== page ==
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<strong>ALL ABOARD:</strong> Johnny Irion (right) leads his band U.S. Elevator as an inclusive family, with surprise supporters known to join in to jam on a moment’s notice.

ALL ABOARD: Johnny Irion (right) leads his band U.S. Elevator as an inclusive family, with surprise supporters known to join in to jam on a moment’s notice.


U.S. Elevator to Elevate Lobero Theatre

Johnny Irion and Sarah Lee Guthrie Feel S.B.’s Support


Last year, S.B.’s Johnny Irion launched his U.S. Elevator project to craft something relatively rare in this day and age: a consummate rock ’n’ roll album. With a super strong set of songs and a faithfully analog production process, the eponymous debut was a mission accomplished, with Rolling Stone and Mojo accolades to boot. With a Lobero Theatre show lined up Saturday, June 18, at 8 p.m. with Berkley Hart opening, and more gigs to come, the people of S.B. have caught on to U.S. Elevator’s special qualities, lifting its music to ever-higher vantage points.

Self-assured though the music is, its reception out in the world of listenership was something of a doubtful premise at first. In a present-day market where streaming services are the status quo, an album so lovingly honed with such solid songs seemed almost an aberration, even a lost cause, what with many other artists privileging followers and likes far more than the elusively well-crafted album. “As an artist and having a label, I think the album [format] is dying … and rock ‘n’ roll has become fucking Wall Street,” said Irion, who runs a record label with his wife, Sarah Lee Guthrie, and frequently visits Warbler Records & Goods. The realization of the usual folk singer’s rock album dream was a way of keeping the fire lit and preserving a sense of classic, enduring songs. “To my extent, good songwriting is: Is this something I could sit in a room and play with Willie Nelson and Pete Seeger? Is this something you can hang your hat on? I’m more concerned about crafting the songs than my Twitter feed, but maybe I should be more concerned about my Twitter feed,” he said.

But his statement exemplifies, in a way, what makes U.S. Elevator stand out, in their preferring to emphasize quality song cultivation over curating a quantity of digital dedicators. The band is very much making rock for the people in an organic fashion, both in its co-op style lineup and in its personable gigs; it’s not just Irion’s voice and songwriting that continues to draw comparisons to ’60s greats. There is an outwardly genuine spirit to the band, and its lineup is a somewhat open-ended family, with members embarking on and off the Elevator on the various floors of its journey; it is, like its founder, easygoing, openhearted, fluid. “U.S. Elevator is a vibe,” Irion said.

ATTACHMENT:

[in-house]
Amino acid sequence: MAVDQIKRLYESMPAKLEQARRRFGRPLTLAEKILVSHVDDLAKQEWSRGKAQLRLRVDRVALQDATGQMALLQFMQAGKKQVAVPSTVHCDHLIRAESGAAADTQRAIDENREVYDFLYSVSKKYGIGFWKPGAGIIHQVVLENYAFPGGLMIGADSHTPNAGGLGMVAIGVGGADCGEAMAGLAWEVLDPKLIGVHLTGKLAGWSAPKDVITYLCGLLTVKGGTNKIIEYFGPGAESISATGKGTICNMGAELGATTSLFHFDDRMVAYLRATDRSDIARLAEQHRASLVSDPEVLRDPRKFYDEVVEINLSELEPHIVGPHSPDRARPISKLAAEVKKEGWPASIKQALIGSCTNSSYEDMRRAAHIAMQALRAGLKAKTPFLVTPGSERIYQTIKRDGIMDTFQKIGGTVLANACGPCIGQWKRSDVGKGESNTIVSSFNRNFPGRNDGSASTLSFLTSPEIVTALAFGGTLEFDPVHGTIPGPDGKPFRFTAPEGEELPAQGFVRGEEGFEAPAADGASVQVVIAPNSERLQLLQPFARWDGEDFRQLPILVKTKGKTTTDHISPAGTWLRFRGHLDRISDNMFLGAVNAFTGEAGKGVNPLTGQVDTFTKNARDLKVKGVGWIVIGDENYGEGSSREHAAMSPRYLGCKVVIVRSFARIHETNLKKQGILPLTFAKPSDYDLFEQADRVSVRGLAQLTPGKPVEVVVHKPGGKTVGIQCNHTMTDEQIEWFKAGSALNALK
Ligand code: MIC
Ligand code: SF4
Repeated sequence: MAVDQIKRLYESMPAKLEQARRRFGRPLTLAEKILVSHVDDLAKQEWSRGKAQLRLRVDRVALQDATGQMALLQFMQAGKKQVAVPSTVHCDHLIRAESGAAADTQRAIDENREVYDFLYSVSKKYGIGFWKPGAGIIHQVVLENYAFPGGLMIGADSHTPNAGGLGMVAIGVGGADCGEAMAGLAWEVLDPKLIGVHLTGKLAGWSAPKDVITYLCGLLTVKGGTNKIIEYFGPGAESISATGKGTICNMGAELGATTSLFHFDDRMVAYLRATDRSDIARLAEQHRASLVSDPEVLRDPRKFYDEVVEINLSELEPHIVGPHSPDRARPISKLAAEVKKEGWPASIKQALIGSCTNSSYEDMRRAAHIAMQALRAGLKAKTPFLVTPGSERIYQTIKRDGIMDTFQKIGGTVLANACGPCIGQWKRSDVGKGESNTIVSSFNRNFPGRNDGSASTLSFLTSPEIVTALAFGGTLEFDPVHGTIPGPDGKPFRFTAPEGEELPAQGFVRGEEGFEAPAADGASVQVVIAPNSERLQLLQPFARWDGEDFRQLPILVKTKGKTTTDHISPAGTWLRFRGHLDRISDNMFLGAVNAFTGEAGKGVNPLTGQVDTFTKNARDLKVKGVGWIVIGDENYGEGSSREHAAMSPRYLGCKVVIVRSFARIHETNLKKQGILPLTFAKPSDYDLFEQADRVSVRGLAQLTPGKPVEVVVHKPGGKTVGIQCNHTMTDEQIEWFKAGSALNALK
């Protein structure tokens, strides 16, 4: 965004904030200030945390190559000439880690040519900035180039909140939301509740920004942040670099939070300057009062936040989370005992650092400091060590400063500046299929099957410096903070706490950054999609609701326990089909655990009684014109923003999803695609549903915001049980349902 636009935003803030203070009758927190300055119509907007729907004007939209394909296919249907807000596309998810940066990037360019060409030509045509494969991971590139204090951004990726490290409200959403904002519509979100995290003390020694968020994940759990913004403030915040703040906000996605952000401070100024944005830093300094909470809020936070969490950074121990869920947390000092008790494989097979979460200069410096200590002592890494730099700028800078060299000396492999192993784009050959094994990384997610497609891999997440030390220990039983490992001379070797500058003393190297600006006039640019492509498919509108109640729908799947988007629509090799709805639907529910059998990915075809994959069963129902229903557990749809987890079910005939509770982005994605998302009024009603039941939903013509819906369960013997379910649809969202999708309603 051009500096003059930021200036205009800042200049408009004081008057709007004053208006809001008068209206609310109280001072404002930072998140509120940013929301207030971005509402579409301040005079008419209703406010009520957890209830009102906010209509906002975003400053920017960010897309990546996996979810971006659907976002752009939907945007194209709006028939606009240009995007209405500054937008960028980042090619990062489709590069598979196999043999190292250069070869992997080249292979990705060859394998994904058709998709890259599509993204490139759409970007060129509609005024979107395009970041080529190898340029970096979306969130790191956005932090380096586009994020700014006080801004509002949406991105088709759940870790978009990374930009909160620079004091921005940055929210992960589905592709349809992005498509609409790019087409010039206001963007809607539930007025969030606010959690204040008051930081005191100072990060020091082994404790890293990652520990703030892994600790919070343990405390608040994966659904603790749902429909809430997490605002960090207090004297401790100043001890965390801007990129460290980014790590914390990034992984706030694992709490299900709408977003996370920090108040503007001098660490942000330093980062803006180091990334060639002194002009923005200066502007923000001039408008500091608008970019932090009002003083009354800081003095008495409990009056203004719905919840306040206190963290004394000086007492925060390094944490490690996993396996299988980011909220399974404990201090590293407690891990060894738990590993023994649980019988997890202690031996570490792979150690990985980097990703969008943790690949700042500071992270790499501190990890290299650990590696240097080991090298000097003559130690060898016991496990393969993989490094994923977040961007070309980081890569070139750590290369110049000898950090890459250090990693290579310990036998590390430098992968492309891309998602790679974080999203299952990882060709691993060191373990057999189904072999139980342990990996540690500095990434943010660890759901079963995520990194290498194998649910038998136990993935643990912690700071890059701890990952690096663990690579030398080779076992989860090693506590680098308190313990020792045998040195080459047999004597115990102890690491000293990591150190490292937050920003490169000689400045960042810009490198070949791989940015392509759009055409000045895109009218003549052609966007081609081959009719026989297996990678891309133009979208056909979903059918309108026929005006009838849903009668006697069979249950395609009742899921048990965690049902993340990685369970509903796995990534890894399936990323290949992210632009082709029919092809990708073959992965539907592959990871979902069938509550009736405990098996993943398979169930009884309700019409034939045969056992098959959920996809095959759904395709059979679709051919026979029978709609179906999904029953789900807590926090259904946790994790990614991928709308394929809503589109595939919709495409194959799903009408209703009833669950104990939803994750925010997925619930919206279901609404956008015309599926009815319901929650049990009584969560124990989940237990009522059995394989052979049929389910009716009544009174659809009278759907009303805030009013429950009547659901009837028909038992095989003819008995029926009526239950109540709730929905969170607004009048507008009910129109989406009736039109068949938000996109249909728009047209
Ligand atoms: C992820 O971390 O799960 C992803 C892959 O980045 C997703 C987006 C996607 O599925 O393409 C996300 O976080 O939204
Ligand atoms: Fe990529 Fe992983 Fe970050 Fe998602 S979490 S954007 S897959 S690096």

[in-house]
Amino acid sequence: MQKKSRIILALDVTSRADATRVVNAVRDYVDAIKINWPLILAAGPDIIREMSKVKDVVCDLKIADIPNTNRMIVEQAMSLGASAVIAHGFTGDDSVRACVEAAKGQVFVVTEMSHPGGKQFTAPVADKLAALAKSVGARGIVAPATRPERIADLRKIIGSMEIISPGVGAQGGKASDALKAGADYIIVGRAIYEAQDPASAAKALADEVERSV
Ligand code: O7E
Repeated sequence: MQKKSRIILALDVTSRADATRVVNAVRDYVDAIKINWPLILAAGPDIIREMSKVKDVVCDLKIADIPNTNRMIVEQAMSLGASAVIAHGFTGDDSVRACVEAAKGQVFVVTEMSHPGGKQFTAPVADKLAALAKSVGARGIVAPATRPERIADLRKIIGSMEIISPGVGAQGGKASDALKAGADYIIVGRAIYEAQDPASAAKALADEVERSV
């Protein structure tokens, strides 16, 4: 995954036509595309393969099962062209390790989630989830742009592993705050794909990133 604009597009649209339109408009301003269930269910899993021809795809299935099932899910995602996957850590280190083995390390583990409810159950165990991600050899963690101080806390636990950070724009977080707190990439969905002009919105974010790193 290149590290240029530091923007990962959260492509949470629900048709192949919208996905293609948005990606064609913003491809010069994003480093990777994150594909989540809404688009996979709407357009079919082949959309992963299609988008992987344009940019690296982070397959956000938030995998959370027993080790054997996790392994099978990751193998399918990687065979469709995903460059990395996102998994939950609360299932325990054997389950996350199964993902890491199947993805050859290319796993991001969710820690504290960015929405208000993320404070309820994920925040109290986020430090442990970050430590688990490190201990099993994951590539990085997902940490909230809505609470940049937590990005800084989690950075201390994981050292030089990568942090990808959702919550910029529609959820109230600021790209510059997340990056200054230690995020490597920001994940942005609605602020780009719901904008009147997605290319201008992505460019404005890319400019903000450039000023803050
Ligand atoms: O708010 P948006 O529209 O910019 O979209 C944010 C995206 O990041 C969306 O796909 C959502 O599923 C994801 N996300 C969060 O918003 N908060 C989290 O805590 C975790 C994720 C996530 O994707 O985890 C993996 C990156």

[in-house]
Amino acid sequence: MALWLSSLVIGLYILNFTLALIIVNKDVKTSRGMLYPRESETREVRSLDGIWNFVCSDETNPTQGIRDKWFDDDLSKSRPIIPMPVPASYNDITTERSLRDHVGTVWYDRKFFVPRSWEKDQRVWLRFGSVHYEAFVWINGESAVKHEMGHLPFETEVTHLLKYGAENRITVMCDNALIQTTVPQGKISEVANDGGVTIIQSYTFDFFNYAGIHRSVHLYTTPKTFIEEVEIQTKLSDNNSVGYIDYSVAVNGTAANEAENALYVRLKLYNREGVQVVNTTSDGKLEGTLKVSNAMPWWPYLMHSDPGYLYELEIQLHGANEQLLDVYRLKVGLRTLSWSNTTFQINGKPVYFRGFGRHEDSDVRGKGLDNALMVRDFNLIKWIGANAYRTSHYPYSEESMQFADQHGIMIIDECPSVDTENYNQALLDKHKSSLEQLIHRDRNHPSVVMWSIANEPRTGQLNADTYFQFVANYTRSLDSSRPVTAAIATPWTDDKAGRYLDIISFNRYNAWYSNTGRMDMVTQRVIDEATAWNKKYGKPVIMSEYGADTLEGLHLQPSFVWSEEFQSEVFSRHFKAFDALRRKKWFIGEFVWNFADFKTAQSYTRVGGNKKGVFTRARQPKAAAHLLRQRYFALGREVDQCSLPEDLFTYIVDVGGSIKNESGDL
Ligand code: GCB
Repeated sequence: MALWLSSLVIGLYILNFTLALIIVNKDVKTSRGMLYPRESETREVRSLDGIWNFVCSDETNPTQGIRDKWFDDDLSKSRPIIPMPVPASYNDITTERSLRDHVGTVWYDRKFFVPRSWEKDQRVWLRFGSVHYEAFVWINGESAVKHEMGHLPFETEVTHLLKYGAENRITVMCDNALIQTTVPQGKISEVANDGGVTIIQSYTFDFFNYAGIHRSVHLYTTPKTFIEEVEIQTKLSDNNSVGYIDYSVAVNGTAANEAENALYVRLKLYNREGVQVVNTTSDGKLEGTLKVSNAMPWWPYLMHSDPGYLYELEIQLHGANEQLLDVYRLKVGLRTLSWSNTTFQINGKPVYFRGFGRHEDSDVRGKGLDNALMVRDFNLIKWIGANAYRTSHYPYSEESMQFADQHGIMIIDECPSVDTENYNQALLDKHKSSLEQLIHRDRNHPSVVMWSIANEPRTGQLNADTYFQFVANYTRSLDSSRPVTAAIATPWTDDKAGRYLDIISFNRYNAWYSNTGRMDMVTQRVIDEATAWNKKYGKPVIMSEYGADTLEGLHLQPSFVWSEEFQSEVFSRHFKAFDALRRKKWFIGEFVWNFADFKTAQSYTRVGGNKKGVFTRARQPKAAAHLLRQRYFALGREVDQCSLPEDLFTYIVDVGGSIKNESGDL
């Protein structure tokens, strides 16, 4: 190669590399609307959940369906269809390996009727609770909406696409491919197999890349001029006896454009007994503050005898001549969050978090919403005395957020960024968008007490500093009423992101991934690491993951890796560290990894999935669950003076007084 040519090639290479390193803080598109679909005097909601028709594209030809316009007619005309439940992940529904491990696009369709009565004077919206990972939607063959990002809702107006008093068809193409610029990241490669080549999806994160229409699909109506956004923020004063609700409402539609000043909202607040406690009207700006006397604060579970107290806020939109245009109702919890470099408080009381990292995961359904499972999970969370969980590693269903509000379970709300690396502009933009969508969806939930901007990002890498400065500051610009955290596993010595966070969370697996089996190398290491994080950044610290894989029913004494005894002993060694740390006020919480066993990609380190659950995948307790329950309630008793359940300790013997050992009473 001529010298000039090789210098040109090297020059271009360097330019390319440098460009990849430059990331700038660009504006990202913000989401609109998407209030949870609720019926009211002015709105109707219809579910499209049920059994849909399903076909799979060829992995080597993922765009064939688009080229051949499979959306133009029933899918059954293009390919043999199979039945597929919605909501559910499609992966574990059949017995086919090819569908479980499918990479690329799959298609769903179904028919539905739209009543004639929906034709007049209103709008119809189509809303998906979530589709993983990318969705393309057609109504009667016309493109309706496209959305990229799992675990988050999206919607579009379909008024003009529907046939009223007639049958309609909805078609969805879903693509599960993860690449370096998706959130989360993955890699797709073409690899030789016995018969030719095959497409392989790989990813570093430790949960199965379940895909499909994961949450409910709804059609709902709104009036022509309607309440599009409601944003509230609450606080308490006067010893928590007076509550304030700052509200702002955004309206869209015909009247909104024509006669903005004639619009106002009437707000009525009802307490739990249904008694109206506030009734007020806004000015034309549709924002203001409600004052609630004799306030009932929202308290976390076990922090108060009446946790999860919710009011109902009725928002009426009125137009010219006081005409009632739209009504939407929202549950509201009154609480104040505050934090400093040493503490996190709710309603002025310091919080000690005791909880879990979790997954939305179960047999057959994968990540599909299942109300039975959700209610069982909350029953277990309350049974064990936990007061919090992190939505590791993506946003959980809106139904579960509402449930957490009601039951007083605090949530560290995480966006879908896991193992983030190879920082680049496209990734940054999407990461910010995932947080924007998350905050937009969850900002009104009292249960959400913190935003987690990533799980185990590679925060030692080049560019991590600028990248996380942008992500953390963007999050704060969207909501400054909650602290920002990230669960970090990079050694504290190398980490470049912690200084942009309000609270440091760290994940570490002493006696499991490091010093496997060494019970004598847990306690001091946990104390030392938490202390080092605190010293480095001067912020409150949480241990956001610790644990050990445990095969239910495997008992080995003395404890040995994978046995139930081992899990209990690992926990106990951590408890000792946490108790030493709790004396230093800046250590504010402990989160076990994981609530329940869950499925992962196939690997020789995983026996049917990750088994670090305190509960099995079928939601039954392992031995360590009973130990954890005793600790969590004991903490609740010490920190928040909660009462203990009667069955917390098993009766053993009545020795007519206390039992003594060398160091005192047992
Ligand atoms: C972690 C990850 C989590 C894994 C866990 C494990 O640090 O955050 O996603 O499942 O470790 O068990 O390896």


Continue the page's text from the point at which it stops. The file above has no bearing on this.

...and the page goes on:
And it’s by word-of-mouth and personable connections that the vibes have thrived locally. Steadily but surely, the album is finding a home in the town that birthed it, with U.S. Elevator’s songs on Montecito life and Californian blues landing the group residencies at venues such as Seven Bar and Kitchen and attracting supporters from across town, including a spontaneous jam with members of Depeche Mode, who, unbeknownst to Irion were in attendance at a recent secret gig. Irion expressed his immense gratitude to all the other Santa Barbara souls who have helped the band along. “We’re extremely lucky, and I’m very grateful to all the people who’ve supported it,” Irion said. He feels S.B. has an especially great and supportive feel, which “could be an incredible breeding ground for a lot more artists.”

What’s more, Irion and Guthrie have found themselves using their music to support bigger causes, with both singing “This Land Is Your Land” (penned by Guthrie’s grandfather) at Bernie Sanders’s SBCC rally on May 28. “I am his folk singer. I really believe he started something, and even if he doesn’t become president, he’s a leader. When you look at people who have made history as leaders, they’re not usually presidents. This country is going to move because the people want it to move,” said Guthrie, who is also a part of the U.S. Elevator collective. In this context, the ’60s-tinged revolutionary rock aspects of U.S. Elevator’s music are suddenly very prescient, and their rock ideals, both in form and practice, feel cyclically relevant again.

So even amid an uncertain music-business market and an uncertainly shifting national conscience, the strength of U.S. Elevator’s rock has continued to solidify, and the support continues to grow.

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Sings Like Hell presents U.S. Elevator and Berkley Hart Saturday, June 18, at 8 p.m. at the Lobero Theatre (33 E. Canon Perdido St.). For tickets and more information, call (805) 963-0761 or visit lobero.com. Check out U.S. Elevator’s new video for “Pineapple Express,” performed at the Troubadour in L.A.



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